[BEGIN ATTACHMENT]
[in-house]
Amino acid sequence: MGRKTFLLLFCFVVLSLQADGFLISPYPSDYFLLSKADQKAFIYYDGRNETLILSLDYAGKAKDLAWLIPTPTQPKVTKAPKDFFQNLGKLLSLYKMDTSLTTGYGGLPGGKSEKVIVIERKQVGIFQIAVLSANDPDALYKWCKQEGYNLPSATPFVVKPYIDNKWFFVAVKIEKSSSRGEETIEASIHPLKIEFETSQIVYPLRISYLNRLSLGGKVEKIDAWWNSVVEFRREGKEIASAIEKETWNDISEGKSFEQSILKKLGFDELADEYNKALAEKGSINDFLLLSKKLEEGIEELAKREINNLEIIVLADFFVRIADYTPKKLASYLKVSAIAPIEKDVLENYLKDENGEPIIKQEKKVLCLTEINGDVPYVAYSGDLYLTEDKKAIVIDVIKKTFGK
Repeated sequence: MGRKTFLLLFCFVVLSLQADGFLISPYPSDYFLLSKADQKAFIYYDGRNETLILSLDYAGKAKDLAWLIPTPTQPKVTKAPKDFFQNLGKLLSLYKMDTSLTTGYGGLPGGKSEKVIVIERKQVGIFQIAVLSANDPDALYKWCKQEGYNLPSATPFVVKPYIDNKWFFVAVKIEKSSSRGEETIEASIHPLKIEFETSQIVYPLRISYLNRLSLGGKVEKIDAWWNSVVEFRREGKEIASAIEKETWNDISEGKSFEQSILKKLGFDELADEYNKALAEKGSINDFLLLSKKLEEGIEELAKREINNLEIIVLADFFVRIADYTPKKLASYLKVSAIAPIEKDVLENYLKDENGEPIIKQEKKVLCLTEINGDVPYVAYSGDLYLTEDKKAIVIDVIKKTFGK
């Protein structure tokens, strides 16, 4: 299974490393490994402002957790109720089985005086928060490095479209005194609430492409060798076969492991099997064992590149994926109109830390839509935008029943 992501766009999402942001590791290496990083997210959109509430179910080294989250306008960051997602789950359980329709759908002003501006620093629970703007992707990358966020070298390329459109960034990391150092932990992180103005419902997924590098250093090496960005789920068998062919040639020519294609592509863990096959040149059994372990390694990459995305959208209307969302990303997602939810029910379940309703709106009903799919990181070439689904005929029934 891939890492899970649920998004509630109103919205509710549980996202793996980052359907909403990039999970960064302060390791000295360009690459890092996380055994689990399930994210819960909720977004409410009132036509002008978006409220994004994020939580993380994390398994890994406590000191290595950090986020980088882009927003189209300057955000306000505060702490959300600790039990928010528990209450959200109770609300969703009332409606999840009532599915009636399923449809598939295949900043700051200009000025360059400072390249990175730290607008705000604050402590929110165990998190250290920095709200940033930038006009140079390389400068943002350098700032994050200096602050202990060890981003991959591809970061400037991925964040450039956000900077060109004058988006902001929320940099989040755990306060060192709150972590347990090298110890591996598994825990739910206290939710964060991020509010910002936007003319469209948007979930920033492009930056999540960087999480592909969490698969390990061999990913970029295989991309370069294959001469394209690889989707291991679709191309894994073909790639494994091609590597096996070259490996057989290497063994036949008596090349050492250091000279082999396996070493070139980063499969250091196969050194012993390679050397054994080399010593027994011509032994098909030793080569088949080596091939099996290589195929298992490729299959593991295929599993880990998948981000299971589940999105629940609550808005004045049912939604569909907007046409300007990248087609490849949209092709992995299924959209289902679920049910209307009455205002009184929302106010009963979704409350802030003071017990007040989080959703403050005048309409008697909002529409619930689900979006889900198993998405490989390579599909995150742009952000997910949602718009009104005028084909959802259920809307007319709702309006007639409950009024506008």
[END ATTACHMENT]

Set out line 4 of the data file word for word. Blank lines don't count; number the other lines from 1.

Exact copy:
């Protein structure tokens, strides 16, 4: 299974490393490994402002957790109720089985005086928060490095479209005194609430492409060798076969492991099997064992590149994926109109830390839509935008029943 992501766009999402942001590791290496990083997210959109509430179910080294989250306008960051997602789950359980329709759908002003501006620093629970703007992707990358966020070298390329459109960034990391150092932990992180103005419902997924590098250093090496960005789920068998062919040639020519294609592509863990096959040149059994372990390694990459995305959208209307969302990303997602939810029910379940309703709106009903799919990181070439689904005929029934 891939890492899970649920998004509630109103919205509710549980996202793996980052359907909403990039999970960064302060390791000295360009690459890092996380055994689990399930994210819960909720977004409410009132036509002008978006409220994004994020939580993380994390398994890994406590000191290595950090986020980088882009927003189209300057955000306000505060702490959300600790039990928010528990209450959200109770609300969703009332409606999840009532599915009636399923449809598939295949900043700051200009000025360059400072390249990175730290607008705000604050402590929110165990998190250290920095709200940033930038006009140079390389400068943002350098700032994050200096602050202990060890981003991959591809970061400037991925964040450039956000900077060109004058988006902001929320940099989040755990306060060192709150972590347990090298110890591996598994825990739910206290939710964060991020509010910002936007003319469209948007979930920033492009930056999540960087999480592909969490698969390990061999990913970029295989991309370069294959001469394209690889989707291991679709191309894994073909790639494994091609590597096996070259490996057989290497063994036949008596090349050492250091000279082999396996070493070139980063499969250091196969050194012993390679050397054994080399010593027994011509032994098909030793080569088949080596091939099996290589195929298992490729299959593991295929599993880990998948981000299971589940999105629940609550808005004045049912939604569909907007046409300007990248087609490849949209092709992995299924959209289902679920049910209307009455205002009184929302106010009963979704409350802030003071017990007040989080959703403050005048309409008697909002529409619930689900979006889900198993998405490989390579599909995150742009952000997910949602718009009104005028084909959802259920809307007319709702309006007639409950009024506008």